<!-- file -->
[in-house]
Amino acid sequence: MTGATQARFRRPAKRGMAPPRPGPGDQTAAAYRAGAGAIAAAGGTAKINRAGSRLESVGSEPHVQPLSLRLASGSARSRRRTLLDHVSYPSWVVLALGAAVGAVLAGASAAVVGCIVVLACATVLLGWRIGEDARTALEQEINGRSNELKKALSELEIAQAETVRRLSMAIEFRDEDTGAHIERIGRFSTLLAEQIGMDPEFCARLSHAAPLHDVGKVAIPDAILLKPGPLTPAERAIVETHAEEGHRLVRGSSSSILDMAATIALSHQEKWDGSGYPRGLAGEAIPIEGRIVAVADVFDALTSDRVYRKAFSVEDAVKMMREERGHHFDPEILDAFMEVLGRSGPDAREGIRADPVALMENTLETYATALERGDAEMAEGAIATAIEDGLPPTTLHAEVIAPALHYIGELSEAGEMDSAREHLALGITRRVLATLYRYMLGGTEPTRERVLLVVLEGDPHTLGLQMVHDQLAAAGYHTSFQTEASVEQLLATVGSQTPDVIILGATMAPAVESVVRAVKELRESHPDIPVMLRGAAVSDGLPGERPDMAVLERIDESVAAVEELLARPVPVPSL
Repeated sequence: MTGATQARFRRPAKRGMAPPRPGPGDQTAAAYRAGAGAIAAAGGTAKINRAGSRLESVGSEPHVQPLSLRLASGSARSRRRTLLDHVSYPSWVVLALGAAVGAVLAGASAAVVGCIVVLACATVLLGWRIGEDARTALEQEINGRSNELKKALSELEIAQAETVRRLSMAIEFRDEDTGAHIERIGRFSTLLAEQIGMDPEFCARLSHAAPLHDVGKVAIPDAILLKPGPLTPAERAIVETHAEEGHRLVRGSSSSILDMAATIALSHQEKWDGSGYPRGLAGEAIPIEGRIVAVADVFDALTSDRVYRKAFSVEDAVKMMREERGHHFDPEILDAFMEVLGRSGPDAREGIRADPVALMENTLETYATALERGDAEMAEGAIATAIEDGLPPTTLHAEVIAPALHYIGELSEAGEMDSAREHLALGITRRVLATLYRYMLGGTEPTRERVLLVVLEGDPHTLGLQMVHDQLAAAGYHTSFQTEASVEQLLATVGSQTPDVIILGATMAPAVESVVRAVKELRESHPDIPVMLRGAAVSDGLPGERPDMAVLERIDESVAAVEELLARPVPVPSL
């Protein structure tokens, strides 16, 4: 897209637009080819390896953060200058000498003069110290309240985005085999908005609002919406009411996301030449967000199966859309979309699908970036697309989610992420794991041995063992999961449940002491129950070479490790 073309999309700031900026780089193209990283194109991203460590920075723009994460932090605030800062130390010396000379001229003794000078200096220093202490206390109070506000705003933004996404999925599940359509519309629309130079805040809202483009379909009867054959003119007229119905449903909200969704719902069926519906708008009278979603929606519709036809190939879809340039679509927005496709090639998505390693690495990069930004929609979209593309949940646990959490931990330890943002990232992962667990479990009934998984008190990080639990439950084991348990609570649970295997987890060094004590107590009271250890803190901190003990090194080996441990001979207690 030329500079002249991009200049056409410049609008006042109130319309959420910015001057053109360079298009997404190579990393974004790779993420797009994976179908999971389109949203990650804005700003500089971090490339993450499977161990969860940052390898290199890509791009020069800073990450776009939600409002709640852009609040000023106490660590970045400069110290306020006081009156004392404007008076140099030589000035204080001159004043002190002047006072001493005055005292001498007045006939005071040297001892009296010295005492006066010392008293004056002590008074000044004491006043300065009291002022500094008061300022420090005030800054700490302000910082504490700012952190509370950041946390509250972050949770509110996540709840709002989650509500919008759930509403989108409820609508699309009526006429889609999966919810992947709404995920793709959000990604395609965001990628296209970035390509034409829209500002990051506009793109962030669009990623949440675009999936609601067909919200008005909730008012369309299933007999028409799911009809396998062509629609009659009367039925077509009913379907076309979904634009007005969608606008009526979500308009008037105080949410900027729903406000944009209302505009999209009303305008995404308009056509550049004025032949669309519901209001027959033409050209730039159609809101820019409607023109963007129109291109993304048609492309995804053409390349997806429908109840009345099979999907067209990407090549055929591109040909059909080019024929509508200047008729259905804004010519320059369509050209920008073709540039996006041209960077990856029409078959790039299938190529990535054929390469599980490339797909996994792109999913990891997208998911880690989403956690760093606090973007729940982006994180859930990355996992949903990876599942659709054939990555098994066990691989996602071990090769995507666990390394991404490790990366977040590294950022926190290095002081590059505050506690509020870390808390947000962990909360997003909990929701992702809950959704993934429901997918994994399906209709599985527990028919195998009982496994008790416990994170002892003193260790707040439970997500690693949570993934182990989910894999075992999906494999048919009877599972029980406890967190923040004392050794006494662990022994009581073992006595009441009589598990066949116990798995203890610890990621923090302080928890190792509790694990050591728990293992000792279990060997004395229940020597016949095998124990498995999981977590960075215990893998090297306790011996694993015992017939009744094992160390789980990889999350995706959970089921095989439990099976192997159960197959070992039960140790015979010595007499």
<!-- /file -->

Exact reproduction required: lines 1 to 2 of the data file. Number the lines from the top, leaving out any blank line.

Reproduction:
[in-house]
Amino acid sequence: MTGATQARFRRPAKRGMAPPRPGPGDQTAAAYRAGAGAIAAAGGTAKINRAGSRLESVGSEPHVQPLSLRLASGSARSRRRTLLDHVSYPSWVVLALGAAVGAVLAGASAAVVGCIVVLACATVLLGWRIGEDARTALEQEINGRSNELKKALSELEIAQAETVRRLSMAIEFRDEDTGAHIERIGRFSTLLAEQIGMDPEFCARLSHAAPLHDVGKVAIPDAILLKPGPLTPAERAIVETHAEEGHRLVRGSSSSILDMAATIALSHQEKWDGSGYPRGLAGEAIPIEGRIVAVADVFDALTSDRVYRKAFSVEDAVKMMREERGHHFDPEILDAFMEVLGRSGPDAREGIRADPVALMENTLETYATALERGDAEMAEGAIATAIEDGLPPTTLHAEVIAPALHYIGELSEAGEMDSAREHLALGITRRVLATLYRYMLGGTEPTRERVLLVVLEGDPHTLGLQMVHDQLAAAGYHTSFQTEASVEQLLATVGSQTPDVIILGATMAPAVESVVRAVKELRESHPDIPVMLRGAAVSDGLPGERPDMAVLERIDESVAAVEELLARPVPVPSL